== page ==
News and blog
With the arrival of warmer weather we have finally been able to get into the fields and start planting. Peas, beets, carrots, lettuce, salad mix, kale, spinach, onions and radishes are all in the ground and are at various stages of growth. here is a picture of our latest lettuce and or spinach planting, which should be ready by mid May. Amazing how fast they grow!I even planted a little yellow mustard seed (as in the popular condiment) -not as a commercial crop, but just for fun. Sometimes you to live it up a little. Apricots and plums are in bloom and fill the air with their intoxicating fragrance. The goats are enjoying the green grass and the myriad birds of field and forest sing all evening long. Springtime is lovely.
We welcomed our first intern of the season this April 5th. Stephen hails from Kutztown, Pennsylvania and is signed on to stay with us the whole season, if he can stand it that long. Every intern is required to take on a special project of his or her choosing, and Steve has chosen a static aeriated pile composting system, about which I am very excited.
Also new to our farm is this handsome sheep, shown here before shearing.The little fellow in front is a lamb. I named her "peaches" (the sheep, not the lamb, who is a future ram named Agamemnon) because got her from a farm in Peach Bottom, Lancaster County. She is an East Friesian milking sheep, which is a pretty unusal breed, even in East Friesia. Most people dont think of sheep as being milking animals, but such famous cheeses as mozzerella, romano, and roquefort were traditionally made from sheeps milk. Probably, though, I'll just drink big frothy mugs of it, still warm from the udder.
In other news we finished our moveable chicken coop (in this case when I say "we" I actually mean "Hannah") and the high tunnel is moving right alond. Here is a picture of me perched atop a piece of expensive rental equipment, doing the job and trying to smile. Thats all for now!
The title just about says it all-- we're primed and ready, eagerly awaiting some halfway decent weather so we can get started. Not that we have been completely idle-- oh no, far from it. Our new chicken coop is almost done, including some very nice detail painting done by Hannah's mother who came to visit one day. I am waiting for it to be full of hens, though, before I send you another picture of it. But here is a picture of two baby goats, Inky and Binky, which Ramona delivered into the world two weeks ago.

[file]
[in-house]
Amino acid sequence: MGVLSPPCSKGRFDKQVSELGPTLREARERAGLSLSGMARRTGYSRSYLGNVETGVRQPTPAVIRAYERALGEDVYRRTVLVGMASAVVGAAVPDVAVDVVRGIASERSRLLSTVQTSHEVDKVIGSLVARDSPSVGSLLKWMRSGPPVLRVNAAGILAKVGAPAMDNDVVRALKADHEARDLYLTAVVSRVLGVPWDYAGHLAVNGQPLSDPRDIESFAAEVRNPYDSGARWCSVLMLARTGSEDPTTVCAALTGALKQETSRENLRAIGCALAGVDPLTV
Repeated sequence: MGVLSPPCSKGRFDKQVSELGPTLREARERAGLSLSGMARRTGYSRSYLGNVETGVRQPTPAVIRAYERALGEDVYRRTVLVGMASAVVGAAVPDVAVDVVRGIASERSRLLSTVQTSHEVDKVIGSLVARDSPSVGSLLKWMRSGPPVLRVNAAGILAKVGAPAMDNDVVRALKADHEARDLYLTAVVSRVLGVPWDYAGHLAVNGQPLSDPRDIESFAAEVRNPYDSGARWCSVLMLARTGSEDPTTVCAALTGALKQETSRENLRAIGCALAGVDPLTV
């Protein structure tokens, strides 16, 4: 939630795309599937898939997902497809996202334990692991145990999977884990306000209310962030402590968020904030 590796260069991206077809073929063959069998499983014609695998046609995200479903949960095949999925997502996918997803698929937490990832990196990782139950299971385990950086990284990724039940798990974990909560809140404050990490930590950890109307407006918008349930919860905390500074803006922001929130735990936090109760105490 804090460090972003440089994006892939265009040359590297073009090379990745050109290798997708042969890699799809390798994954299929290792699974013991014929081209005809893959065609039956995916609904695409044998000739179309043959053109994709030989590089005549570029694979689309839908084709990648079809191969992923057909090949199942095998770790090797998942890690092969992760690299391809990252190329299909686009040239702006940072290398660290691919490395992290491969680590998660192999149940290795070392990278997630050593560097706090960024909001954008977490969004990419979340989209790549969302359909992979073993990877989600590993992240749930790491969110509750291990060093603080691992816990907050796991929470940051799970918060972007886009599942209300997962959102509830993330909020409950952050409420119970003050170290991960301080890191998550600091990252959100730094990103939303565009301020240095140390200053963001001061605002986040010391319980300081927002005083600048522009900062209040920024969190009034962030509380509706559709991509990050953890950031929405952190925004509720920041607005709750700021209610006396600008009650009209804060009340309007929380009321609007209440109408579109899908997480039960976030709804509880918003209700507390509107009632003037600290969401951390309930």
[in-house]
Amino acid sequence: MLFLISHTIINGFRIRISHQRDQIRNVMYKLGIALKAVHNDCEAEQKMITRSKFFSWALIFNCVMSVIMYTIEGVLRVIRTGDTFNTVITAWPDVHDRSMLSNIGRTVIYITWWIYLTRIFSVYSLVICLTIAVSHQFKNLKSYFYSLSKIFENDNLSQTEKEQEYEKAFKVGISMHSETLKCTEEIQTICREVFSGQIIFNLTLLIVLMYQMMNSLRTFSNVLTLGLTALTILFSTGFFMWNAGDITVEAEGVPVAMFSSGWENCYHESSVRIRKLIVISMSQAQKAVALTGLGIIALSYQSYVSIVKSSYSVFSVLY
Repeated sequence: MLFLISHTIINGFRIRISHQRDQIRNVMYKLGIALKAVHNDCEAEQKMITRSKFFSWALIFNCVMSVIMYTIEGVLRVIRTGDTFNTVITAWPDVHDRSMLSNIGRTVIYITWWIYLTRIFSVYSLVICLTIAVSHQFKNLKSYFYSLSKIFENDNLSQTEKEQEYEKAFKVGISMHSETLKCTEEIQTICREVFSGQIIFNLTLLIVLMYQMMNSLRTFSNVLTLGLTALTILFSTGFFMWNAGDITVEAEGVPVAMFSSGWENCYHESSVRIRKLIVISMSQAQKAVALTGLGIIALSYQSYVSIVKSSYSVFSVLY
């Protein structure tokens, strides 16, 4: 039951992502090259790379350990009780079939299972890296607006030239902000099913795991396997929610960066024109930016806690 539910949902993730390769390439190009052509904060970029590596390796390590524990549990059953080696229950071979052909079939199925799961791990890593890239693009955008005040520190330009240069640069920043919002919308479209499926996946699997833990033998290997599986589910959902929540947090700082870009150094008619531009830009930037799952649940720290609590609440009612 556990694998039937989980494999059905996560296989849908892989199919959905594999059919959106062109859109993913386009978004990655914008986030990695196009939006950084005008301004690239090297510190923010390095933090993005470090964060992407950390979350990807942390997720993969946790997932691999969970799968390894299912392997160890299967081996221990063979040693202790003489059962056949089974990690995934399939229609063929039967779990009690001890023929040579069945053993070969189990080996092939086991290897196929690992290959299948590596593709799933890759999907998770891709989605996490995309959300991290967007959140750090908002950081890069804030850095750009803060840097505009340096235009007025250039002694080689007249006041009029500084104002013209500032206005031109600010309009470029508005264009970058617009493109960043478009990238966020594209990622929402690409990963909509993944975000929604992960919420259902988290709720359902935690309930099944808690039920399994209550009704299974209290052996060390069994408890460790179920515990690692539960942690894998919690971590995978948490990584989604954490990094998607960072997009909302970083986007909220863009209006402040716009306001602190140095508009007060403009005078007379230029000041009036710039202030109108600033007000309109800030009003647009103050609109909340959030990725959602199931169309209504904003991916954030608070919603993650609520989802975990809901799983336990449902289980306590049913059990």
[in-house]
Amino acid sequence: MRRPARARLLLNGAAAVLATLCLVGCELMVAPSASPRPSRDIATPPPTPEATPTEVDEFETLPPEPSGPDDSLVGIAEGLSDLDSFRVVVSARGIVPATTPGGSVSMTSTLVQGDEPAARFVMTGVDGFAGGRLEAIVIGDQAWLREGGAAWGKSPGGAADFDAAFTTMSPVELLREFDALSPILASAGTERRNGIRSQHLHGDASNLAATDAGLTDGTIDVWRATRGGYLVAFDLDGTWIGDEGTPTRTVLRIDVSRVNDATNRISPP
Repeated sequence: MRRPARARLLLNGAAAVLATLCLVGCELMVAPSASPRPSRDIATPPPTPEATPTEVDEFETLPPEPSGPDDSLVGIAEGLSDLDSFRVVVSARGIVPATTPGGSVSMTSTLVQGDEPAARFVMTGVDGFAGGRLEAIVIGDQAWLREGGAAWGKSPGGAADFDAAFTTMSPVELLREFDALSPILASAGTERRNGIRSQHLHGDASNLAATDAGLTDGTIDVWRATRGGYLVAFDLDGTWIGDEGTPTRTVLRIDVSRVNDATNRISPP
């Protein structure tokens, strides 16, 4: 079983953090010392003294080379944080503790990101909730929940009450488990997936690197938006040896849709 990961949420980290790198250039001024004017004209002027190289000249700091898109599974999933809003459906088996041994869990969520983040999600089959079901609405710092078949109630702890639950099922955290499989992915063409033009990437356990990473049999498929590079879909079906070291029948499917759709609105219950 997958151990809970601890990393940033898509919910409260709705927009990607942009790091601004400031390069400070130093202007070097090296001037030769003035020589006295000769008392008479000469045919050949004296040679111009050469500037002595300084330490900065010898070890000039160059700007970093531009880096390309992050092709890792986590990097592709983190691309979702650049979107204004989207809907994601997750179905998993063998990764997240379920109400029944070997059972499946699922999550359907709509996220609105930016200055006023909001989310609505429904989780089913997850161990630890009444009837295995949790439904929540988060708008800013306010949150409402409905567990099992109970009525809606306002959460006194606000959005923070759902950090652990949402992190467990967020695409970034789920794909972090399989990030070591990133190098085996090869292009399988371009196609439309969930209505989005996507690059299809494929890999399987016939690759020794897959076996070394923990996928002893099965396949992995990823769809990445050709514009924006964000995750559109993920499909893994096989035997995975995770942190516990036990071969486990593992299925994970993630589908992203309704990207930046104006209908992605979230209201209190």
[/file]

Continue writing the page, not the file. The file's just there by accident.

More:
Okay, that didn't work out so good. Trust me, they're very cute. The kids are fun to have around and of course the milk that Ramona gives is out of this world. Our other doe, Tulip, is due to kid any day now.
We're also moving ahead with out second high tunnel, shown here with the rafters up behind the stubble of last fall's crops. This new tunnel should enable us to grow well into the winter and offer a winter harvest share for the first time in 2013.
Despite the cold weather-- does anyone remember March of 2012, when it was 70 degrees?- we have managed to put a few things in the ground, which we then cover with plastic over wire hoops to create a kind of mini greenhouse. Some of them are even growing a little, but all in all this March is making me glad we start our harvest share deliveries at the end of May, not at the beginning. Speaking of which, we are filling up rapidly, so if you are planning on joing the harvest share this year, but have not yet done so, I reccomend acting sooner rather than later.
Other farm activities this time of year include pruning the fruit trees and currant bushes, sending soil samples to the lab, and seeding all sorts of crops in the greenhouse. Also we are cleaning up the fields and making sure our tractors are in good working order, or at least able to start. We can't wait for some real Spring weather-- won't be long now!
Now that the days are getting longer and the sun brighter, signs of life are beginning to revisit the barren earth, and the farm begins slowly to wake up. We humans, too, are gradually emerging from our winter torpor and are getting back to work. I find that the nicer the weather, the more energy and enthusiasm we have and more gets accomplished. Fortunately there is plenty to keep us busy this time of year as we hurry to complete our winter projects before Spring truly arrives. As you can see from this photograph, our five star mobile henhouse is nearing completion (roosts to the left, nesting boxes to the right).
We have 50 pullets ordered for May, and although that probably won't be enough eggs to satisfy all our customers, harvest share enrollees get first "crack" at them, as it were. Also our greenhouse is in full swing, with most of the 20,000 onions we planted up and growing and in addition to early spinach, chard, beets, lettuce, kale and John's favorite, escarole.
I even forgot the trauma of 2008 and decided to try spring cauliflower again.
I'm also hard at work constructing a new high tunnel (that's just an unheated field greenhouse). Some assembly required. We received a NRCS grant for the thing, which is great, but it puts us on a tight schedule with regards to actually finishing it. We should be ready to set up the rafters next warm day we have.
In other news we are getting ready for the arrival of baby goats sometime in the second week of March and harvest share signups are ongoing-- see website for details. Your early signup is always appreciated, as it helps me plan out the season and purchase the neccessary supplies for the same in a timely manner. Plus, I just spent my last $400 on a sheep. Maybe not the wisest thing to do, but if there's one thing I learned these last ten years, it's that if you wait until just the right time to follow your dreams, you never will. how's everybody doing? Drop us a line!
John, Dana, Simon, Evelyn and the Jade crew
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